The editor view within Eclipse, which sits under the LPCXpresso IDE, provides a large number of powerful features for editing your source files. These include...
Within the editor view, functions, structures etc may be folded to show the structure and hide the detail.
To enable folding, right click in the margin of the editor view to bring up the context sensitive menu, then select Folding->Enable Folding, or the keyboard shortcut Ctrl-Numpad_Divide.
You can then click on the or icon that now appear in the margin next to each function, structure, etc, to expand or collapse it, or use the Folding->Expand all and Folding->Collapse all options from the context sensitive menu (or use keyboard shortcuts Ctrl-Numpad_Multiply and Ctrl-Shift-Numpad_Divide).
Various settings for Folding can also be controlled through
Window -> Preferences -> C/C++ -> Editor -> Folding
Editor templates and Code completion
Within the editor, a number of related pieces of functionality allow you to enter code quickly and easily.
First of all, templates are fragments of code that can be inserted in a semi-automatic manner to ease the entering of repetive code - such as blocks of code for C code structures such as for loops, if-then-else statements and so on.
Secondly, the indexing of your source code that is done by default by the tools, allows for auto completion of function and variable names. This is known as "content assist".
- Ctrl-Space at any point will list available editor template, function names etc
- Ctrl-Shift-Space will display function parameters
- Alt-/ for word completion (press multiple times to cycle through multiple options).
In addition, the predefined templates are user extensible via
Window -> Preferences -> C/C++ -> Editor -> Templates
The editor can highlight corresponding open and closing braces in a couple of ways.
First of all, if you place the cursor immediately to the right of a brace (either an opening or closing brace), then the editor will display a rectangle around the corresponding brace.
Secondly, if you double click immediately to the right of a brace, then the editor will automatically highlight all of the text between this brace and the corresponding one.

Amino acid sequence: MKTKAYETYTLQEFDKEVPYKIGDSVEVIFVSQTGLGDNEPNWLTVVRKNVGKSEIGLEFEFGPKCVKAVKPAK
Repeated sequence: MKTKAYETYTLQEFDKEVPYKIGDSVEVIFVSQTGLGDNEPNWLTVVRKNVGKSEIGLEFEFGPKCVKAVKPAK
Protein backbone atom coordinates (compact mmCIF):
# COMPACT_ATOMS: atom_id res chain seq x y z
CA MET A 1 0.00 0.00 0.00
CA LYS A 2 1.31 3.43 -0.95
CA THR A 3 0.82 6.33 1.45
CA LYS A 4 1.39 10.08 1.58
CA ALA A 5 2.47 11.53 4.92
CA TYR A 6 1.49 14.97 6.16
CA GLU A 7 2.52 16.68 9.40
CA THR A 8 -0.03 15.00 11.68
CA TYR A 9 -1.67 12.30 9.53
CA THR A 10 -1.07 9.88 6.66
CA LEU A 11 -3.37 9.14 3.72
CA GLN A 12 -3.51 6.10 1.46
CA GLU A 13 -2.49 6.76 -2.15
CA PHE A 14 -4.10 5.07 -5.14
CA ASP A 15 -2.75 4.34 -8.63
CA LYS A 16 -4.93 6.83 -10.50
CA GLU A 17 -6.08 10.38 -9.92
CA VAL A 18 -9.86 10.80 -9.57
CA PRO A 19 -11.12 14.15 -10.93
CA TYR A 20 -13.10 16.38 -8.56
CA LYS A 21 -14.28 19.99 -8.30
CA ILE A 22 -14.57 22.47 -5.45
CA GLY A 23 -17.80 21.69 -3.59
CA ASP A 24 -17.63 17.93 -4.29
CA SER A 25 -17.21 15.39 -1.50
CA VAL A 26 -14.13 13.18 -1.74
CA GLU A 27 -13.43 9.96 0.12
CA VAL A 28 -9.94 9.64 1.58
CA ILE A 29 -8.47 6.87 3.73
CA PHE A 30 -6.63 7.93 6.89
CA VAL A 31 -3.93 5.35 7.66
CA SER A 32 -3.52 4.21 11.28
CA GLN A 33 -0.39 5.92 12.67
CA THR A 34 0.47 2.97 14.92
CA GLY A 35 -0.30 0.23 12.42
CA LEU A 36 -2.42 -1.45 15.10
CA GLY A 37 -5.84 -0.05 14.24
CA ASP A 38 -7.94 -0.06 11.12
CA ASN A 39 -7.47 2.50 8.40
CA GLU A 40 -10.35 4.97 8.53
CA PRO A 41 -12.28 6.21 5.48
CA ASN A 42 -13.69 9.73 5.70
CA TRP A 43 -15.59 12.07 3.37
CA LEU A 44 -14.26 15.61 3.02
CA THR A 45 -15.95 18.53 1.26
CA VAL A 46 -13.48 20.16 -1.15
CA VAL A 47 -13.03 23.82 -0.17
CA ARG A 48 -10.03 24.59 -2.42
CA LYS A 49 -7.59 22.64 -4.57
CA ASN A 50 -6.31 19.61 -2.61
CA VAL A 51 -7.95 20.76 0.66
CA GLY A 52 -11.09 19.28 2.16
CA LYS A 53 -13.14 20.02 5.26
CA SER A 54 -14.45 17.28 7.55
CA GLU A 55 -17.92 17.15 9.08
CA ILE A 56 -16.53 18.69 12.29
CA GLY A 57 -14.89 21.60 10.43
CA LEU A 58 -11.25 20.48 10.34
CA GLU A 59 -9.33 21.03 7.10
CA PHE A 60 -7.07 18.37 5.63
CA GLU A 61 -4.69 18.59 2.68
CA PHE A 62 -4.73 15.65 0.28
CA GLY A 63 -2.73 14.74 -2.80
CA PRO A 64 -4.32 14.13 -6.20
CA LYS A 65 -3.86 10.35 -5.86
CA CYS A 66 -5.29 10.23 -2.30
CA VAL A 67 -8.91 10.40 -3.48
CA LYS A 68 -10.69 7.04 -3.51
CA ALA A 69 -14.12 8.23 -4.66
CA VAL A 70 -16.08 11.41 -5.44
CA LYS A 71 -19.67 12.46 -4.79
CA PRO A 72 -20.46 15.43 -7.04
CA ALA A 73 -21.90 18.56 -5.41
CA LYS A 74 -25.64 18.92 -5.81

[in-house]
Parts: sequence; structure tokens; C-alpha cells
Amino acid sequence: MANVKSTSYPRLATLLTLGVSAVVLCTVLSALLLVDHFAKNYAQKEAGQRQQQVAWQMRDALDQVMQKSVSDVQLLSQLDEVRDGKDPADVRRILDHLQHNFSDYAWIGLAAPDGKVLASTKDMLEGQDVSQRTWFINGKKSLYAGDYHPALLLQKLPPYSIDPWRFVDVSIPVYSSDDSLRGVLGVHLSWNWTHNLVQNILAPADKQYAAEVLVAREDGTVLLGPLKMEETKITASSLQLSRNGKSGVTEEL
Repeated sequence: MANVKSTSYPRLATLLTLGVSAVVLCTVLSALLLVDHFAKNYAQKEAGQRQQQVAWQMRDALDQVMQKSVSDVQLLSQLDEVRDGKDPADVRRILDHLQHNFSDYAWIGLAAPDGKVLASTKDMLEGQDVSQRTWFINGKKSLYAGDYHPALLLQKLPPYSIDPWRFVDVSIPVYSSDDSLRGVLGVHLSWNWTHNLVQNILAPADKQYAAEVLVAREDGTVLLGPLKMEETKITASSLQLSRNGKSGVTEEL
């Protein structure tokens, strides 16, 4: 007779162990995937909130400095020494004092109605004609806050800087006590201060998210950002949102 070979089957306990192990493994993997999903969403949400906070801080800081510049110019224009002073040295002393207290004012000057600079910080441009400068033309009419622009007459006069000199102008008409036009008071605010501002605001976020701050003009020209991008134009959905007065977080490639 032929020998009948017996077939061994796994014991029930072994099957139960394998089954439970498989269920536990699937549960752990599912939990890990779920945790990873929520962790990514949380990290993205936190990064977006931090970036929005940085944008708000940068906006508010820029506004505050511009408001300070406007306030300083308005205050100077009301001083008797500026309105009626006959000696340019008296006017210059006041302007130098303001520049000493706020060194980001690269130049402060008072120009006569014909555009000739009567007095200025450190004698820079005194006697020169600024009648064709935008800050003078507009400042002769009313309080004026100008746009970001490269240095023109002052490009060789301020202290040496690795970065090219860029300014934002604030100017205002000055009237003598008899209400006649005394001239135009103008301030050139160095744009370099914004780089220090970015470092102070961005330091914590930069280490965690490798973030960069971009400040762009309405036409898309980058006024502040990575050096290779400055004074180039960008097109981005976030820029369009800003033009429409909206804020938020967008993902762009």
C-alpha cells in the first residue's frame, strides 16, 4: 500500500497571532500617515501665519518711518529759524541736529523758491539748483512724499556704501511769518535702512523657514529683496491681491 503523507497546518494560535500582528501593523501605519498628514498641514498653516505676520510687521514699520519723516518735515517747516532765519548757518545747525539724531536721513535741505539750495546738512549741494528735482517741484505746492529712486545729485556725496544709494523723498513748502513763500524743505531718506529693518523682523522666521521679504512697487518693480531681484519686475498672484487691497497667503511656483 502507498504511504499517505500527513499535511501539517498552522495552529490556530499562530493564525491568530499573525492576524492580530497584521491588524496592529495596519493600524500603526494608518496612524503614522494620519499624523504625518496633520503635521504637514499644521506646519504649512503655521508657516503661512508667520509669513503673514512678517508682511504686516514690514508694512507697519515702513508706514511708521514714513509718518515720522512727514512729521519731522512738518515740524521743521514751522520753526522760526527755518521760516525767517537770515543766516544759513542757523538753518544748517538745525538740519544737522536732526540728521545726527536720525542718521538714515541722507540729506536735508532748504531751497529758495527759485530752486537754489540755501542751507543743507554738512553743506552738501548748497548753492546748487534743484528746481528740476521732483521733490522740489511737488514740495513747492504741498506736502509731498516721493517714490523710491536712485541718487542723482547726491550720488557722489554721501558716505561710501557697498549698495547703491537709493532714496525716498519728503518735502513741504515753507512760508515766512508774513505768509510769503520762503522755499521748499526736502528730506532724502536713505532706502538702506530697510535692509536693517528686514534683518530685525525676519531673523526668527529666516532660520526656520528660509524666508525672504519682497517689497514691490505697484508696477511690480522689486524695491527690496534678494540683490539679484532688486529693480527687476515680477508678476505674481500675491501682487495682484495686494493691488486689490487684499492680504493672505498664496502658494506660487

Syntax Coloring specifies how your source code is rendered in the editor view, with different colors used for different elements of your source code. The settings used can be modified in:
Window -> Preferences -> C/C++ -> Editor -> Syntax Coloring
Note that general text editor settings such as the background color can be configured in:
Window -> Preferences -> General -> Text Editors
Fonts may be configured in:
Window -> Preferences -> General -> Appearance -> Colors and Fonts
The editor offers a number of ways of comment in or out one or more lines of text. These can be accessed using the Source entry of the editor context-sensitive menu, or using the following keyboard shortcuts...
- Select the line(s) to comment, then hit Ctrl-/ to comment out using // at the start of the line, or uncomment if the line is currently commented out.
- Select the line(s) to comment, then hit Ctrl-Shift-/ to block comment out (placing /* at the start and */ at the end).
- To remove a block comment, hit Ctrl-Shift-\.
The editor can format your code to match the coding standards in use (Window -> Preferences -> C/C++ -> Code Style). This can automatically deal with layout elements such as indentation and where braces are placed. This can be carried out on the currently selected text using the Source->Format entry of the editor context-sensitive menu, or using the keyboard shortcuts Ctrl-Shift-F. If no text is selected, then the format will take place on the whole of the current file.
As you enter code in the editor, it will attempt to automatically indent your code appropriately, based on the code standards in use, and also the layout of the preceding text. However in some circumstances, for example after manually laying text out, you may end up with incorrect indentation.
This can usually be corrected using the Source->Correct Indentation entry of the editor context-sensitive menu, or using the keyboard shortcuts Ctrl-I.
Alternatively use the "Format code" option which will fix other layout issues in addition to indentation.
Insert spaces for tabs in editor
You can configure the IDE so that when editing a file, pressing the TAB key inserts spaces instead of tab characters. To do this go to
Window -> Preferences -> General -> Editors -> Text Editors
and tick the "Insert spaces for tabs" box.If you tick "Show white-space characters" you can see whether a tab character or space characters are being inserted when you press the TAB key
Replacing tabs with spaces
To replace existing tabs with spaces throughout the file, open the Code Style preferences:
Window -> Preferences -> C/C++ -> Code Style
- Select a Code Style profile and then select Edit...
- Choose the Indentation tab
- For the Tab policy, select Spaces only
- Apply the changes.
- Note. If the Code Style has not been edited before, the Profile must be renamed before the change can be applied.
- The new style will be applied when the source is next formatted
Source -> Format